While the below questions are among the most frequent from our franchisor clients, you may have additional questions about franchising. Contact Einbinder & Dunn to become a client and find answers to your questions and concerns.
Q. What is franchising?
A. Franchising is a method of expanding your business by licensing your trademark and business system to a franchisee who pays you a fee for the right to operate a franchise using your business system and your trademark. The franchisee shall conduct its business operations in accordance with standards and specifications you establish. Along with the right to use the franchisor's trademark and business system, franchisors will typically provide franchisees with pre-opening training, post-opening training and overall support.
Q. What are the advantages of franchising?
A. They are numerous. Because franchisees incur the costs of opening their own unit, franchising will allow you to expand your business without expending significant capital per unit. Keeping your costs low per each unit reduces your risk while increasing the overall return on your investment. Franchising also allows you to grow your business on a much faster level than you would generally be able to do on your own. Additionally, not having to manage each unit on a day-to-day basis will allow you to devote more time to developing your brand and strengthening its presence in the marketplace. Many other advantages exist, including reducing your exposure to risks relating to signing leases, additional financing and vicarious liability for employee acts. If you are interested in franchising a business concept, you should refer to our questionnaire. See: Can Your Business Be Franchised?
Q. What types of franchises can be offered?
A. Generally, franchises fall into two categories. Franchises either operate in the retail sector or in any of the service industries. In each of these categories, a vast array of options exists in the types of franchises offered. For retail franchises, franchisors may offer anything from full retail store franchises to kiosk franchises to store-in-a-store franchises that offer all product lines, one product line or a combination of the product lines. Similarly, for service franchises, franchisees can offer a full assortment of services, one specific service or a combination of services. The types of franchises that may be offered are varied, each as unique as the particular business model developed by the franchisor.
Q. What is a Franchise Disclosure Document (FDD)?
A. Before a franchisor is legally permitted to sell a franchise, the franchisor must comply with certain rules promulgated by the Federal Trade Commission (FTC) and/or statutes enacted by the state the franchisor is selling from or the state the franchisor is selling into. The purpose of these rules and/or statutes is to require the franchisor to provide the potential franchisee with information for the franchisee to use to make an informed decision as to whether or not to purchase the franchise. Previously, franchisors prepared a disclosure document known as the Uniform Franchise Offering Circular (UFOC), which contained all of the material information necessary for the franchisee to make an informed decision. The franchisor was then required to disseminate the UFOC to each potential franchisee. In 2007, the FTC revised its Rule on Franchising. The FTC rule requires that franchisors provide potential franchisees with a Franchise Disclosure Document (FDD) rather than the UFOC. The FDD is similar to the UFOC format but does contain differences. As of July 1, 2008, all franchisors must use the FDD format and are no longer permitted to use the UFOC format.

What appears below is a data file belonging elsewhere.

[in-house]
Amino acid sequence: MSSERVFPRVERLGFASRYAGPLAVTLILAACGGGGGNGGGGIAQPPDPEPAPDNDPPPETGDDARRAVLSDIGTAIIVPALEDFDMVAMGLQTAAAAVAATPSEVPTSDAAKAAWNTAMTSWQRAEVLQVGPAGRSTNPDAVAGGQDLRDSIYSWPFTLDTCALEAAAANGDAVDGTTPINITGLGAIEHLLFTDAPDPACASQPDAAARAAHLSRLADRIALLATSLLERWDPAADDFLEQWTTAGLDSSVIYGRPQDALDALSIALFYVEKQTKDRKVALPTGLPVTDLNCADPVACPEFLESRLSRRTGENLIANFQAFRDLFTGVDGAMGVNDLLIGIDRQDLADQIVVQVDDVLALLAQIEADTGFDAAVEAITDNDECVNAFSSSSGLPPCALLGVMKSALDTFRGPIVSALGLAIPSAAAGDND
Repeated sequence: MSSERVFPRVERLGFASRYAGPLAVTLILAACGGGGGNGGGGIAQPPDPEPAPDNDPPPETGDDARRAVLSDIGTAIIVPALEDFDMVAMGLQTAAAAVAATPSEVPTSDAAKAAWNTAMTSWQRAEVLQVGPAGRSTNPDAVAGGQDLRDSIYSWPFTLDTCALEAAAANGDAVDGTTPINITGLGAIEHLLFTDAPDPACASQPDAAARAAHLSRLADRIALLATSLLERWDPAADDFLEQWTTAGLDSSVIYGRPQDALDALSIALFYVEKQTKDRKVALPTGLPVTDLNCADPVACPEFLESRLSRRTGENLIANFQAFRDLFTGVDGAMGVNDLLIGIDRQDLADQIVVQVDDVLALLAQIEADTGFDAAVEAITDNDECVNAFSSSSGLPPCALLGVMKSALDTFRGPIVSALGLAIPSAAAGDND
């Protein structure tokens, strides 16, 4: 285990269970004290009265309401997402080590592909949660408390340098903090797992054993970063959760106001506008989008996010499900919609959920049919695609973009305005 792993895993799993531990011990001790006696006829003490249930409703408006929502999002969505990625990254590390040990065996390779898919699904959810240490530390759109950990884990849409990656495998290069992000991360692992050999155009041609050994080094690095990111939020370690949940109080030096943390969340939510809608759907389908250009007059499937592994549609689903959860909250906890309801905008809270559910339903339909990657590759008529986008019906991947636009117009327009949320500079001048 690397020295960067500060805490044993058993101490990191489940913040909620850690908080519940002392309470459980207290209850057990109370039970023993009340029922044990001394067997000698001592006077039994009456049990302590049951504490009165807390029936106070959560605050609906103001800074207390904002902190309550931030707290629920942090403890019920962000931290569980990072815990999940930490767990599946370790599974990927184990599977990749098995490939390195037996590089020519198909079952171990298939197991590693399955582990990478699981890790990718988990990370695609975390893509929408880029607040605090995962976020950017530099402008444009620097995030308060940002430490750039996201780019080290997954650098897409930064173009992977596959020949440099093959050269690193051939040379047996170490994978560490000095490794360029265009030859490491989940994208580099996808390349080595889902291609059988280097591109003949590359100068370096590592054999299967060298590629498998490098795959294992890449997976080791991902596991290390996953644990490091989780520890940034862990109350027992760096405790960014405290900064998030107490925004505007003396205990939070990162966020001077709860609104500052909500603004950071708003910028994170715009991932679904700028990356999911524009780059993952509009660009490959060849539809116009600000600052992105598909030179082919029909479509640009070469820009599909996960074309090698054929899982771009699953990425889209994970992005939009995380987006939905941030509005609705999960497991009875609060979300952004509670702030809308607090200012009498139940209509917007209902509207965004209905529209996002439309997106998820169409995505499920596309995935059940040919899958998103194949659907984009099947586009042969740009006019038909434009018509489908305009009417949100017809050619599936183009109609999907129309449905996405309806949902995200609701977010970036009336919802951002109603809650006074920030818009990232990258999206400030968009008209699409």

Q. What kind of information is in an FDD?
A. The FDD consists of 23 separate items of information and is intended to provide the franchisee with all of the material information concerning the franchise system that the franchisee will need to make an informed decision as to whether or not to purchase the franchise. Conceptually, the FDD is similar to a stock prospectus in that the purpose is to provide sufficient accurate information so that the franchisee can make an informed investment decision. Among the 23 items of information contained in the FDD, the franchisor must provide a history of the franchisor and its founders, information relating to the types of products offered under the franchise and the general condition of the marketplace for those types of goods, a description of the initial franchise fees and all fees that are to be paid during the course of the franchise relationship, a description of the kinds of assistance the franchisor will supply to its franchisees, an explanation of the system standards for advertising development and placement, site selection and build out, and computer systems. The FDD will also detail the size and scope of the territory granted to the franchisee and will discuss the rights retained by the franchisor. Additionally, franchisors may choose to disclose information relating to the financial performance of the franchise system or franchisees operating within the system.
Q. Are there legal requirements to selling my franchise?
A. Yes, there are legal requirements that you must follow. Before you may sell a franchise, you must prepare an FDD. Once you have prepared the FDD, you may be able to sell franchises in the majority of the states in the U.S., but you must comply with certain disclosure timing requirements relating to the dissemination of your FDD. In 13 states, franchisors are required to register their FDD before it can be disseminated to potential franchisees and used to sell a franchise in that state: California, Hawaii, Illinois, Indiana, Maryland, Minnesota, New York, North Dakota, Rhode Island, South Dakota, Virginia, Washington and Wisconsin. In addition to these 13 states, several other states require franchisors to file documents with that state or provide that state with notice before selling a franchise there.